July 19, 2010 Posted by delarue | blues music, lists, Music, music, concert, rock music | 300 days in july, adam h. stevens, anabolics band, art-rock, audiobodies, audiobodies free, best rock songs, best songs, best songs of the week, blues, blues music, cities that you've burned, country rock, erica smith, erica smith 99 cent dreams, erica smith river king, Erica Smith singer, ernie vega, garage band, garage music, garage rock, goth music, goth rock, gothic music, gothic rock, heavy metal, i'll follow you home, jangle rock, janglerock, jeremy messersmith, jeremy messersmith organ donor, jpt scare band, metal music, mighty fine band, mighty fine ride, nashville gothic, Pete Galub, power pop, powerpop, psychedelia, psychedelic music, psychedelic rock, roots music, roots rock, slow sick shuttle, soul music, top ten songs, top ten songs of the week, UNDER BYEN, under byen kapitel, you can't let people walk all over you | Leave a comment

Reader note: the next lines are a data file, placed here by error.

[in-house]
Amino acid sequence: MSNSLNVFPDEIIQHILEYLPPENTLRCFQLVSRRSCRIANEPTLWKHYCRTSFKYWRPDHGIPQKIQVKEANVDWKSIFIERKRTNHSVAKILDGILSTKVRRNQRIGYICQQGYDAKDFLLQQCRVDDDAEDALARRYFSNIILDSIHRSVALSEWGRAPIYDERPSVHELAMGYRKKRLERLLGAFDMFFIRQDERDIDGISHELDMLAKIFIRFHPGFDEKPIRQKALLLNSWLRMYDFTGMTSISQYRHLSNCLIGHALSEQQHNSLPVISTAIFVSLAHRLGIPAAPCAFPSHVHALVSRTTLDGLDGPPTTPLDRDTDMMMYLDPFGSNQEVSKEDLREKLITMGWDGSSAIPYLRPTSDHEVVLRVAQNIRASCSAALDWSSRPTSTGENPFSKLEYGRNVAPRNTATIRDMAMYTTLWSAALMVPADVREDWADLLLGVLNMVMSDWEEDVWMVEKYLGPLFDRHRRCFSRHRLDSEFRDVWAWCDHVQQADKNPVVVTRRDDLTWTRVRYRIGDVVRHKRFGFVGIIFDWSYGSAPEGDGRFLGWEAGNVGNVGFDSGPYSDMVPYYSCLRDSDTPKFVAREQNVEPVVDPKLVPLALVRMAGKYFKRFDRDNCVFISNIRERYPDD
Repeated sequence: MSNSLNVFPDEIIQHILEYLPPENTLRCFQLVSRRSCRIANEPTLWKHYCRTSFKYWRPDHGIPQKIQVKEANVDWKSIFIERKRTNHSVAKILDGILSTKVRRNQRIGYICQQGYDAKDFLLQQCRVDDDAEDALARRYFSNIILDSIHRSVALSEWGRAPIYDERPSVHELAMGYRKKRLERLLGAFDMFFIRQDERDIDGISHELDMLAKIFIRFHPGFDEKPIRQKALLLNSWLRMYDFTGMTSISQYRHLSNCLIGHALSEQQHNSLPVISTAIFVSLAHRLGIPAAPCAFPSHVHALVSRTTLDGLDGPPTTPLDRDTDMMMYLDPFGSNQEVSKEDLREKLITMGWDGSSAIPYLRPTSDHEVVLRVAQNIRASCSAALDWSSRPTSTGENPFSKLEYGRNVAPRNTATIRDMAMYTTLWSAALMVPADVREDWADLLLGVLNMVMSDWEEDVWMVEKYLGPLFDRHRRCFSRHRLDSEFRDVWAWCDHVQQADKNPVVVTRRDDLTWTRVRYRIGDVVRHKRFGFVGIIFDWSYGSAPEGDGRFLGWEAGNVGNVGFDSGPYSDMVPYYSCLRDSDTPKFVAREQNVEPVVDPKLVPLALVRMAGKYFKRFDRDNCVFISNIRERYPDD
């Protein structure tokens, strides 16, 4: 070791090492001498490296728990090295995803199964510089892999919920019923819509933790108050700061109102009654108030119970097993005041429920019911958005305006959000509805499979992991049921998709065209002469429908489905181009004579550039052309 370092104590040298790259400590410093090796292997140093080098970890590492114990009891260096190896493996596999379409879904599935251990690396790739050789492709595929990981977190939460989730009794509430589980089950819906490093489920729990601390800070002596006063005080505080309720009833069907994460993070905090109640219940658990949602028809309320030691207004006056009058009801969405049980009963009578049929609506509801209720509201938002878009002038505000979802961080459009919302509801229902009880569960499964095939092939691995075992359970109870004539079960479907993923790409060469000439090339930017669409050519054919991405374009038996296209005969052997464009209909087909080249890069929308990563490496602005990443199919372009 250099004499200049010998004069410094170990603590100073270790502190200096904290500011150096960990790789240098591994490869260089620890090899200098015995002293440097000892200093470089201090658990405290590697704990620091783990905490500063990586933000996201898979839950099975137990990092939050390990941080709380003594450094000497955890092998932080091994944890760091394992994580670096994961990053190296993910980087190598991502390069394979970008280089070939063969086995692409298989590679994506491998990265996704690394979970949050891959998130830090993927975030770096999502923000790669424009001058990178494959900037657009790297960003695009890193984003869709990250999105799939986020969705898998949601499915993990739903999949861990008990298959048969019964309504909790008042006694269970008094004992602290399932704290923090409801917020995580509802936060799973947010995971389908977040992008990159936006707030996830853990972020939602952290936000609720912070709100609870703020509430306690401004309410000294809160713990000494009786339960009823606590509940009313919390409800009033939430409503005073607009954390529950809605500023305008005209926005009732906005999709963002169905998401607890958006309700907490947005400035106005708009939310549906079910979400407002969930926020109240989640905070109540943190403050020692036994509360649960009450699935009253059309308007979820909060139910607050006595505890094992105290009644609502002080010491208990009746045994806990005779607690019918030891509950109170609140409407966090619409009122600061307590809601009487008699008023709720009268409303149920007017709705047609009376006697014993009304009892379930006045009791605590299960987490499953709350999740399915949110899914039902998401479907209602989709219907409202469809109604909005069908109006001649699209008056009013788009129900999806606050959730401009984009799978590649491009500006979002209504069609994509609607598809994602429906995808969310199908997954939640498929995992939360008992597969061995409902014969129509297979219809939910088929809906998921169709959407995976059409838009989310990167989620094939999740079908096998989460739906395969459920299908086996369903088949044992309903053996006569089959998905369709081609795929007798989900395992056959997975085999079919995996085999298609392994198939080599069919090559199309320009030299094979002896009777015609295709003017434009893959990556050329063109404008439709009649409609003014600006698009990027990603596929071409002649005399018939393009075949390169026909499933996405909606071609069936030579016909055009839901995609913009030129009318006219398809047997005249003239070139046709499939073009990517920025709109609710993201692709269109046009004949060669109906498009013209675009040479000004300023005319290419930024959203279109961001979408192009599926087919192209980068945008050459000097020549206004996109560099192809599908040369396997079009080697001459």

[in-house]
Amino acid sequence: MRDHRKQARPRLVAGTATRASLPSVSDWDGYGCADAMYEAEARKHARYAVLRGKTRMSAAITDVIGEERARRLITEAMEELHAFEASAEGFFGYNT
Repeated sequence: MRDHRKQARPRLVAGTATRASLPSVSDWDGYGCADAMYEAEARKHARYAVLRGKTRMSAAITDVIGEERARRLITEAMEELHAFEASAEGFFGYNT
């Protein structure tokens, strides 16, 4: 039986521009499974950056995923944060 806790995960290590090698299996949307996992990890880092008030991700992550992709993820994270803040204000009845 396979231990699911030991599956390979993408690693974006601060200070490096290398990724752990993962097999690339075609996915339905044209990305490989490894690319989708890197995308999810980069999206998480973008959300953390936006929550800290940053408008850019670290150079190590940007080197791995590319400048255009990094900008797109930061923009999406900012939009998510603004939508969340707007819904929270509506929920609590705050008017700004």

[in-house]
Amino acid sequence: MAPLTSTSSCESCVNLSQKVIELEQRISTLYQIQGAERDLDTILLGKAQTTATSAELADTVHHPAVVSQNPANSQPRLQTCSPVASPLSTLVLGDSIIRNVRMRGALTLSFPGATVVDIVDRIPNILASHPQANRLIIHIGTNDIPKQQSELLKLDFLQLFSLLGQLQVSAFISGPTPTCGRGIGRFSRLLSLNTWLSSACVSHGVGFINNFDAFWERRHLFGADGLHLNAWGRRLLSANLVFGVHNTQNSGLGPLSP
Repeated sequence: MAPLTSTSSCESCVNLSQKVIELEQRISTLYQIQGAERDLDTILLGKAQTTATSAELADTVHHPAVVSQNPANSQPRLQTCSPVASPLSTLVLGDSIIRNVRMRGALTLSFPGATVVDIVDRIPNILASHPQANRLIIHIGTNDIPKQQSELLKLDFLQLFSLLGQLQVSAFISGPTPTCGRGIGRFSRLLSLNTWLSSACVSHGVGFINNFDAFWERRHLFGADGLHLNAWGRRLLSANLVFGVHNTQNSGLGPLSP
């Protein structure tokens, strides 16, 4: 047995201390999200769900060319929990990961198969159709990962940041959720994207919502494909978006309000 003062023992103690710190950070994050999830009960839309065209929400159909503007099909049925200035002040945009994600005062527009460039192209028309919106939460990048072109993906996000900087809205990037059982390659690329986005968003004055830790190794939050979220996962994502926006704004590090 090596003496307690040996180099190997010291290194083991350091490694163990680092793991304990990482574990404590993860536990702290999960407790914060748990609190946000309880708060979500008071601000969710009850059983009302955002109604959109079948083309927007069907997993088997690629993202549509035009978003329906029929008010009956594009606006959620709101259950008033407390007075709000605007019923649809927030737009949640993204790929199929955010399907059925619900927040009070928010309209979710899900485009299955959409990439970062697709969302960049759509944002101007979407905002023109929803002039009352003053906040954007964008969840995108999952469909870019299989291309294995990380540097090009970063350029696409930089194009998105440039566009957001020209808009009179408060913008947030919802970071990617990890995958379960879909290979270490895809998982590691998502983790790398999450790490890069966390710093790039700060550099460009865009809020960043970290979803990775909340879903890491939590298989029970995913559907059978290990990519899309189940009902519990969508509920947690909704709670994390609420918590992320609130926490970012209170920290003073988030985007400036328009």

Welcome to Lucid Culture, a New York-based music blog active since 2007. You can scroll down for a brief history and explanation of what we do here. To help you get around this site, here are some links which will take you quickly to our most popular features:
If you’re wondering where all the rock music coverage here went, it’s moved to our sister blog New York Music Daily.
Click here for our front page, where you’ll find the ten most recent writeups.
Our exhaustive, constantly updated guide to over 200 New York City music venues
Our most popular music reviews since 2007
Our 1000 Best Albums of All Time countdown
A big hit in 2008-2009, the 666 Best Songs of All Time page
This link will take you directly to the most recently updated NYC Live Music Calendar, which has also migrated to New York Music Daily.
Our archives since day one
How to get your music reviewed here
Links to our favorite blogs
Our music index and subcategory indices
Our FAQs and Marginalia page
ABOUT LUCID CULTURE